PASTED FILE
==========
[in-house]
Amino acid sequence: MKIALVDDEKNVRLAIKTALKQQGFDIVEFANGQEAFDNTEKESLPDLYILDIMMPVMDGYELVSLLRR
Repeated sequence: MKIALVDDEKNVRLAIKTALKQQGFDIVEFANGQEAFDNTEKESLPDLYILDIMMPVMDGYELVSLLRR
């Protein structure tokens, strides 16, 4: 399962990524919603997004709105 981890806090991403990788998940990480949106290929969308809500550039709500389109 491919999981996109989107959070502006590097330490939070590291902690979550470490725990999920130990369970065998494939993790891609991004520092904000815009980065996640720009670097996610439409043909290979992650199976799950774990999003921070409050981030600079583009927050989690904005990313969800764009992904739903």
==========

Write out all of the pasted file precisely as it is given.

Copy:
[in-house]
Amino acid sequence: MKIALVDDEKNVRLAIKTALKQQGFDIVEFANGQEAFDNTEKESLPDLYILDIMMPVMDGYELVSLLRR
Repeated sequence: MKIALVDDEKNVRLAIKTALKQQGFDIVEFANGQEAFDNTEKESLPDLYILDIMMPVMDGYELVSLLRR
């Protein structure tokens, strides 16, 4: 399962990524919603997004709105 981890806090991403990788998940990480949106290929969308809500550039709500389109 491919999981996109989107959070502006590097330490939070590291902690979550470490725990999920130990369970065998494939993790891609991004520092904000815009980065996640720009670097996610439409043909290979992650199976799950774990999003921070409050981030600079583009927050989690904005990313969800764009992904739903």